There is a high need to interrupt the cycle of homelessness, Cashman said. An investment in children early in their lives can result in success later, she said. Needs are not just housing but services, too, Cashman said.

Committee member Glen Gruenhagen, R-St. Paul, said he was saddened to see how many people are in stress today. He told of working 13 years in a jail ministry. Acknowledging the value of government programs, Gruenhagen said they sometimes make things worse rather than better. Witness Rich Hooks Wayman of Health Connection said government is part of the solution for homelessness.

Committee member Tina Liebling, DFL-St. Paul, praised those in attendance, saying “you are here because you care about other people and want to strengthen our communities.”

Laine’s legislation features appropriations for the following:

• $9.95 million in each year of the 2014-15 biennium from the general fund for long-term homeless supportive services

• $5.95 million in each year of the 2014-15 biennium from the general fund for transitional housing programs

• Appropriates $850,000 in each year of the 2014-15 biennium for emergency services grants

• Appropriates $4 million in each year of the 2014-15 biennium to provide housing and services to homeless youth under the Runaway and Homeless Youth Act

Rep. Laurie Halverson, DFL-Eagan, introduced HF 698, titled the Homeless Youth Act.

Rep. Laurie Halverson, DFL-Eagan, has authored House File 698, the Homeless Youth Act. She spoke the bill as did her witnesses, Jodi Harpstead, Neeka Russel and Derek Reger. (Photo by Howard Lestrud, ECM Publishers)

Rep. Laurie Halverson, DFL-Eagan, has authored House File 698, the Homeless Youth Act. She spoke the bill as did her witnesses, Jodi Harpstead, Neeka Russel and Derek Reger. (Photo by Howard Lestrud, ECM Publishers)

This bill modifies the Runaway and Homeless Youth Act to identify mission goals, modify uses of funds, appropriate additional funding for the program and remove a mandated report. The legislation appropriates $8 million for the Homeless Youth Act from the general fund to the Department of Human Services for fiscal years 2014-15. The bill also repeals required development of a report on homeless and runaway youth as well as coordination of services funded under the Homeless Youth Act.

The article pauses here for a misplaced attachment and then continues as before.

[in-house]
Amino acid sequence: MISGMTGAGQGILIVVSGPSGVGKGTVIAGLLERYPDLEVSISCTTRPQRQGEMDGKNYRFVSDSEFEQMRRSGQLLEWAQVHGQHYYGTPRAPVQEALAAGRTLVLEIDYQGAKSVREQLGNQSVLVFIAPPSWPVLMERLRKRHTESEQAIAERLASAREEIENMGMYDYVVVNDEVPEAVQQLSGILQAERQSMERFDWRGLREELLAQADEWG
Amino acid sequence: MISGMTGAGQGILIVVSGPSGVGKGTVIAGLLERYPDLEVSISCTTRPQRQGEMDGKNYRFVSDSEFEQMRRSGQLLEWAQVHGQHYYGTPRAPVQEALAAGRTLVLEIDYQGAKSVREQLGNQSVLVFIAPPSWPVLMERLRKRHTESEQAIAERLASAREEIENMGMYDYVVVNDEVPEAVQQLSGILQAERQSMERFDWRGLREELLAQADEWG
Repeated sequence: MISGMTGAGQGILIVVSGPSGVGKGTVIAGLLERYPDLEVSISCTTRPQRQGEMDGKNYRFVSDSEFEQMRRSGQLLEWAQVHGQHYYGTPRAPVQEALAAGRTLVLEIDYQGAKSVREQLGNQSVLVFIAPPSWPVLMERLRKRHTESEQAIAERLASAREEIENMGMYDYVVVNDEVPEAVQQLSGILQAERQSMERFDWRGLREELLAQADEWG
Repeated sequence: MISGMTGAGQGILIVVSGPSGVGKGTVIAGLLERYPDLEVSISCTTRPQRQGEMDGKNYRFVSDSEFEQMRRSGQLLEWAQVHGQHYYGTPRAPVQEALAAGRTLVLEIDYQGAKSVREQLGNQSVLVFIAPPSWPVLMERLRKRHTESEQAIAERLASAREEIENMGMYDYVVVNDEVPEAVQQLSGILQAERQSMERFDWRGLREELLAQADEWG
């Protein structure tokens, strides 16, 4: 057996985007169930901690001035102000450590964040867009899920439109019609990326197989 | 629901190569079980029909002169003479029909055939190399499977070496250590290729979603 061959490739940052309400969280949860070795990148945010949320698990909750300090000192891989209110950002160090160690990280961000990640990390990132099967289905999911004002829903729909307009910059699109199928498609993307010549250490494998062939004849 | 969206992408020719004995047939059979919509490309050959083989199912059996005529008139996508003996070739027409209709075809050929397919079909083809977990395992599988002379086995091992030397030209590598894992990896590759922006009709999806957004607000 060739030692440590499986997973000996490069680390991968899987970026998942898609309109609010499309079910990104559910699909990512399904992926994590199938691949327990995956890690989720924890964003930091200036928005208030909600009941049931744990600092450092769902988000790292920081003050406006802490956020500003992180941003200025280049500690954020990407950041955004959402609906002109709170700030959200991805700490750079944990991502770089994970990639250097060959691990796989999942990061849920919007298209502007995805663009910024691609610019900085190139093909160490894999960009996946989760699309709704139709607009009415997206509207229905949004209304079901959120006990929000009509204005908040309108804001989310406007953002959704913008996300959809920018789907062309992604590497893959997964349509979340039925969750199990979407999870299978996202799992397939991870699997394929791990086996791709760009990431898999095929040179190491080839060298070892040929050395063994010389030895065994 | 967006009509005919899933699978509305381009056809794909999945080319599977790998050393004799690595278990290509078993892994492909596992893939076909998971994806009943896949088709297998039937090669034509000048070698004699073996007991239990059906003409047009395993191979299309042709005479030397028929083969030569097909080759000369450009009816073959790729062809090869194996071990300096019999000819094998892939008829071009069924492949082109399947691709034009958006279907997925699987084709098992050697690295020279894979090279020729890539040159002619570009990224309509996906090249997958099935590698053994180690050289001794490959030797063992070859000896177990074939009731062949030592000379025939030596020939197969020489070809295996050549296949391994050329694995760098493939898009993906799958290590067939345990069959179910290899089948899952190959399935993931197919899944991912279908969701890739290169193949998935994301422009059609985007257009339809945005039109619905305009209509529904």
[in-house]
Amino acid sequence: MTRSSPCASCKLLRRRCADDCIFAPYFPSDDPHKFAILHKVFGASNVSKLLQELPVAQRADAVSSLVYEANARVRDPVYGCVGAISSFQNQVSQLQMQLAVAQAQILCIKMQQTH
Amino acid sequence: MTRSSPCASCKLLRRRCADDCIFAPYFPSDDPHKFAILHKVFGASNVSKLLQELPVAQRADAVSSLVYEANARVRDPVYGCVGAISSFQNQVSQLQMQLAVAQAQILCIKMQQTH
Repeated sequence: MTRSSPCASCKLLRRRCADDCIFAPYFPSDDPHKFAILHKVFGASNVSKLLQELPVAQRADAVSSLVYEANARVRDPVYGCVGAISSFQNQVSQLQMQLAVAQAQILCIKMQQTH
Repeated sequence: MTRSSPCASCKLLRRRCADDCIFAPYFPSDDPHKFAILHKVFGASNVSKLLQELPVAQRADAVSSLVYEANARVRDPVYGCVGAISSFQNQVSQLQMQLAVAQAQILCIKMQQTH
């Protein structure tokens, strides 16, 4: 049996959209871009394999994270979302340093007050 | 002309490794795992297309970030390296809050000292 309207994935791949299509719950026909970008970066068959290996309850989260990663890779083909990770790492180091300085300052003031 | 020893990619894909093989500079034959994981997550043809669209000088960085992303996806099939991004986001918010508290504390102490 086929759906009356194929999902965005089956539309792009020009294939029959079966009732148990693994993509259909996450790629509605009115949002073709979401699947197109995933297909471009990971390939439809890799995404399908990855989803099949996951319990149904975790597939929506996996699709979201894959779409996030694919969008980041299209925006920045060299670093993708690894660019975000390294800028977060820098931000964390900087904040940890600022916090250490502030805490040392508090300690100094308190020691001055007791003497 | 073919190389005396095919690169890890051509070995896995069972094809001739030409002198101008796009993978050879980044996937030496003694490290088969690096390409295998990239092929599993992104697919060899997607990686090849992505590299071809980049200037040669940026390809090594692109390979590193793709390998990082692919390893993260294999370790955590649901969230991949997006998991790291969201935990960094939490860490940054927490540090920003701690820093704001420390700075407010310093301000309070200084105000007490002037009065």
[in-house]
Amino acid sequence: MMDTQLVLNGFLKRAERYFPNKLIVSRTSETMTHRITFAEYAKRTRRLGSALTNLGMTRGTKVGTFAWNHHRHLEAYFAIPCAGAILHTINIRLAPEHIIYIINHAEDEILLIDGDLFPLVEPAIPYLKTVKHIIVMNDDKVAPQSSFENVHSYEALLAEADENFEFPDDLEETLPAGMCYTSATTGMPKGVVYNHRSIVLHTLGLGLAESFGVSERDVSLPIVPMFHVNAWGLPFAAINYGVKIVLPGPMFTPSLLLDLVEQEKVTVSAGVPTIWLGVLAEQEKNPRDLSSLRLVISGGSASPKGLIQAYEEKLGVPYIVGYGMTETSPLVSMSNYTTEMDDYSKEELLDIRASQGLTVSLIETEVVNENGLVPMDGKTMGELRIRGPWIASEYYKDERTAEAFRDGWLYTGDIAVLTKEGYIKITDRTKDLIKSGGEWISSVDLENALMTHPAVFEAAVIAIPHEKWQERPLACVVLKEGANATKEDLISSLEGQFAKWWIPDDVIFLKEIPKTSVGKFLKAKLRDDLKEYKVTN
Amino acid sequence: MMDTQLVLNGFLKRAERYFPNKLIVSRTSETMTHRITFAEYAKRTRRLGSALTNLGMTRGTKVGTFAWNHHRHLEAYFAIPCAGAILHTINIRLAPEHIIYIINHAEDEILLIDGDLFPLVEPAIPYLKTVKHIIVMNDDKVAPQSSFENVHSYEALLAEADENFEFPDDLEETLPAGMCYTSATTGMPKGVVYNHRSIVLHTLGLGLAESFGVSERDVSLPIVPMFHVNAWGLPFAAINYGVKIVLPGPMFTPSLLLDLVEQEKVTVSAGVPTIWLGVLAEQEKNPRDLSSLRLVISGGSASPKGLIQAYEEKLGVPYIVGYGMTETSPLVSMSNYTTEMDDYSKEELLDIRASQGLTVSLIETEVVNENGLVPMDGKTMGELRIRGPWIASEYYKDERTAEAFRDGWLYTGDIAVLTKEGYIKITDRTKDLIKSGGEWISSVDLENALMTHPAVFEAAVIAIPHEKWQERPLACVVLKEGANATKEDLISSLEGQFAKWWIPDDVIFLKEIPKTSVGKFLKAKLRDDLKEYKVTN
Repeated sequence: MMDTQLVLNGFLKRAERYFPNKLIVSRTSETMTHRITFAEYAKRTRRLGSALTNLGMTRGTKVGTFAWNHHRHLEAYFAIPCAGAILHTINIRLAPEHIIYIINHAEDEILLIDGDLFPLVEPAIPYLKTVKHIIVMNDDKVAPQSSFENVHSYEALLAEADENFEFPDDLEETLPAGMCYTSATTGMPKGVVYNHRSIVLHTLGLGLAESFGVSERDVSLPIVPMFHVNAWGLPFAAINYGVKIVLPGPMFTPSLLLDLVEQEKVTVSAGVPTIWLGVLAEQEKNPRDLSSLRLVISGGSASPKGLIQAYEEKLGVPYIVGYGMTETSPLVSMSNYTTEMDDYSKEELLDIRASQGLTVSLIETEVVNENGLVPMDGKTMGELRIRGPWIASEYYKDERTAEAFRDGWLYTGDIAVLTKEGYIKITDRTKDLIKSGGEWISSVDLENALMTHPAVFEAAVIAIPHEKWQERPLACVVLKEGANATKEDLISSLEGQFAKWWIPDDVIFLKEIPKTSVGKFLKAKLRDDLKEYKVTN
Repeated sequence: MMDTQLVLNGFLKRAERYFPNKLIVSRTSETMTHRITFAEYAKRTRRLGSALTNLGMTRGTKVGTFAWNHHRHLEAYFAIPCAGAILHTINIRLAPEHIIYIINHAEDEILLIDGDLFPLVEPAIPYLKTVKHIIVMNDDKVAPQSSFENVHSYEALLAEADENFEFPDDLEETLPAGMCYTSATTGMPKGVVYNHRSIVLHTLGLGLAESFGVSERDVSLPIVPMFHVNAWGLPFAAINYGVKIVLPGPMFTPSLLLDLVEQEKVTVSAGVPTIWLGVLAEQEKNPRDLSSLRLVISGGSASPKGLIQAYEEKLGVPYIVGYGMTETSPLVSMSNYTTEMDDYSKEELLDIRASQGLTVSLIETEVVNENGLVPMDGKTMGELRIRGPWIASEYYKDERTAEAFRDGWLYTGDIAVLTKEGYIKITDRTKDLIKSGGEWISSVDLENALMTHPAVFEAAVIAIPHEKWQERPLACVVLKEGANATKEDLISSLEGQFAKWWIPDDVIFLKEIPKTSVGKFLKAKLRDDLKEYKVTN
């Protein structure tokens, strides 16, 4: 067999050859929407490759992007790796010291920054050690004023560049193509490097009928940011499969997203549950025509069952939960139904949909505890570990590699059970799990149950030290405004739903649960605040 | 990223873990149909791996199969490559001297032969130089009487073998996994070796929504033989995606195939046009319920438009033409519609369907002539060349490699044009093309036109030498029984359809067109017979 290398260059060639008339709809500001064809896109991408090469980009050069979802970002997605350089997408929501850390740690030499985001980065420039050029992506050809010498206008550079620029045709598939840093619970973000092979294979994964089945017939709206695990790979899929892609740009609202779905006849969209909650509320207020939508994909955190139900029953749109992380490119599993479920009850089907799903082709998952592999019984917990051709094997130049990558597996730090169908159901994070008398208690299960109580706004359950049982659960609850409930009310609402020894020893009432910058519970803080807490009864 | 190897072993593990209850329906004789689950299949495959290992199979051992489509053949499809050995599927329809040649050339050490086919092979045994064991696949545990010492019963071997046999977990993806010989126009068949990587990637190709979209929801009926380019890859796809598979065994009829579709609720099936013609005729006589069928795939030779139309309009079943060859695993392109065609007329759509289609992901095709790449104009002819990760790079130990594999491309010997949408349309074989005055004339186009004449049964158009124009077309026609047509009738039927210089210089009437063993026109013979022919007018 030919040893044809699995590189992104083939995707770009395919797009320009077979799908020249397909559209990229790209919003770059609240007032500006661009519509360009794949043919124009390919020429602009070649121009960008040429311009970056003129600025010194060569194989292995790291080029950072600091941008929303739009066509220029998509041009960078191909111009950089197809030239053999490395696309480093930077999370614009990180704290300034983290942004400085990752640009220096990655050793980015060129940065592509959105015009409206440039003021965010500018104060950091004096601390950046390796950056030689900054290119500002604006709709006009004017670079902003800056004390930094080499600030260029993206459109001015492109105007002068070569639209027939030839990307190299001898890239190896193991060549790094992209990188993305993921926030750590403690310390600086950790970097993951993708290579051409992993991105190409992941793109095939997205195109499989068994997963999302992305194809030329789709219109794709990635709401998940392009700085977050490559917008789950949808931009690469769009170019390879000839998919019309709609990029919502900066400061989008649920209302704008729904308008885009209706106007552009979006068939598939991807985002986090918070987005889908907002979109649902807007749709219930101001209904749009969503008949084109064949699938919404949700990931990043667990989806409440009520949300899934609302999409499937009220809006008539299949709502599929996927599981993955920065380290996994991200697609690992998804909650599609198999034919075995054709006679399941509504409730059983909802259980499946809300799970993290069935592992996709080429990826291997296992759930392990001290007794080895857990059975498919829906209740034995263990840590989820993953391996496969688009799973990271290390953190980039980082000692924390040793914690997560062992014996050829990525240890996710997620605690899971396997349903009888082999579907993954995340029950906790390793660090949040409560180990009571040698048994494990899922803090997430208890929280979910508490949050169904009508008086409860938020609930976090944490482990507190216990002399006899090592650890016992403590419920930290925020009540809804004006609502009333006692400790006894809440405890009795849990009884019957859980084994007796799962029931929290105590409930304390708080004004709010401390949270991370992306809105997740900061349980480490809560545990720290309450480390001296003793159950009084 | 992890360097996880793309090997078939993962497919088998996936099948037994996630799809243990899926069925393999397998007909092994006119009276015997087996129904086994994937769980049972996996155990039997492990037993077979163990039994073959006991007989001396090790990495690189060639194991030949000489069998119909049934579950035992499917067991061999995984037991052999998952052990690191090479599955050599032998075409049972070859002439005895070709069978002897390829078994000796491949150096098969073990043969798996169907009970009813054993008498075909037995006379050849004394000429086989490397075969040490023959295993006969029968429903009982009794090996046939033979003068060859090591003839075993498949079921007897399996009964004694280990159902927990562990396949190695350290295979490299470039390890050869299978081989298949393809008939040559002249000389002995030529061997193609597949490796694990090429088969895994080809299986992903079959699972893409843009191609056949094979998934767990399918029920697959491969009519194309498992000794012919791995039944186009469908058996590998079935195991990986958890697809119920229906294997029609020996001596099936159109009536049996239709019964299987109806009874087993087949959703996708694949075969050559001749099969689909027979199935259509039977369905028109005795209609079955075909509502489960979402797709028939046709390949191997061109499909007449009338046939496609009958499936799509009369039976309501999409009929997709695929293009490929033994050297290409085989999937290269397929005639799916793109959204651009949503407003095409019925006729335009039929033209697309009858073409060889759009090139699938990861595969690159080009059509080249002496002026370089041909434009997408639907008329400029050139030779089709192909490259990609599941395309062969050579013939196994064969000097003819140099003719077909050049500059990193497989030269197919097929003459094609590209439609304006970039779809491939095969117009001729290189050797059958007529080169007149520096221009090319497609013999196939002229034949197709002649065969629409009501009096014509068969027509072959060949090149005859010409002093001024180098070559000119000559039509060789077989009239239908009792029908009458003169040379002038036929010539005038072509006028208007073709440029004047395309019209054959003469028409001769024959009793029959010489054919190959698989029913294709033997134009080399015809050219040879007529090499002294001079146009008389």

“The Homeless Youth Act goes a long ways to solving youth homelessness,” Halverson said.

Supporting a need for homeless youth and housing programs, Derek Reger, 19, of Brainerd, said he is still on the road to recovery and has been sober for two years. He plans to graduate in May and says he has not missed a day of school this year.

Jodi Harpstead, CEO for Lutheran Social Service of Minnesota, said youth services provide the highest return on an investment. These youths later become contributing adults of our state, she said.

Halverson said her bill has strong bipartisan support and also state support.

Second-term lawmaker Rena Moran, DFL-St. Paul, said she believes there is a “huge need” for shelters, for transitional housing and for affordable housing. She praised Twin Cities activist Mary Jo Copeland for her work with the homeless. “Government does have a place in people’s lives to create a stronger community, state and world,” Moran said.

Neeka Russel, youth expert from the metro area, testified that she “wants to make sure” that people like her have resources to match their paths in life. “We need to be part of the solution,” committee member, Rep. Peter Fischer, DFL-Maplewood, said.

 

Howard Lestrud can be reached at howard.lestrud@ecm-inc.com